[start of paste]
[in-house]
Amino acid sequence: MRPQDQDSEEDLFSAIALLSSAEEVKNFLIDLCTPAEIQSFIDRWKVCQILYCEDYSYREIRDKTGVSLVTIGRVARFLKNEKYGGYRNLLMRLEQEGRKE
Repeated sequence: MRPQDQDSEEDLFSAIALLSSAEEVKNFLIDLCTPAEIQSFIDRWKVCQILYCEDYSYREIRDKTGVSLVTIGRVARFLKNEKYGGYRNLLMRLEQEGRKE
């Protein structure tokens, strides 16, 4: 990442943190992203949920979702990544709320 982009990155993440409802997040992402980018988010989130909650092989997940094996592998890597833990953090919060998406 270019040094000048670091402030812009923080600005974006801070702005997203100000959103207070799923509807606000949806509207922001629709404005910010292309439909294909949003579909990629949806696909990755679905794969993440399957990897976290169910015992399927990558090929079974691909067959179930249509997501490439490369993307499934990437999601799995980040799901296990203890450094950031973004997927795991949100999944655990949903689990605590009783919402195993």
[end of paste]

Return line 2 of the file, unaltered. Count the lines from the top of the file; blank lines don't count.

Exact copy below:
Amino acid sequence: MRPQDQDSEEDLFSAIALLSSAEEVKNFLIDLCTPAEIQSFIDRWKVCQILYCEDYSYREIRDKTGVSLVTIGRVARFLKNEKYGGYRNLLMRLEQEGRKE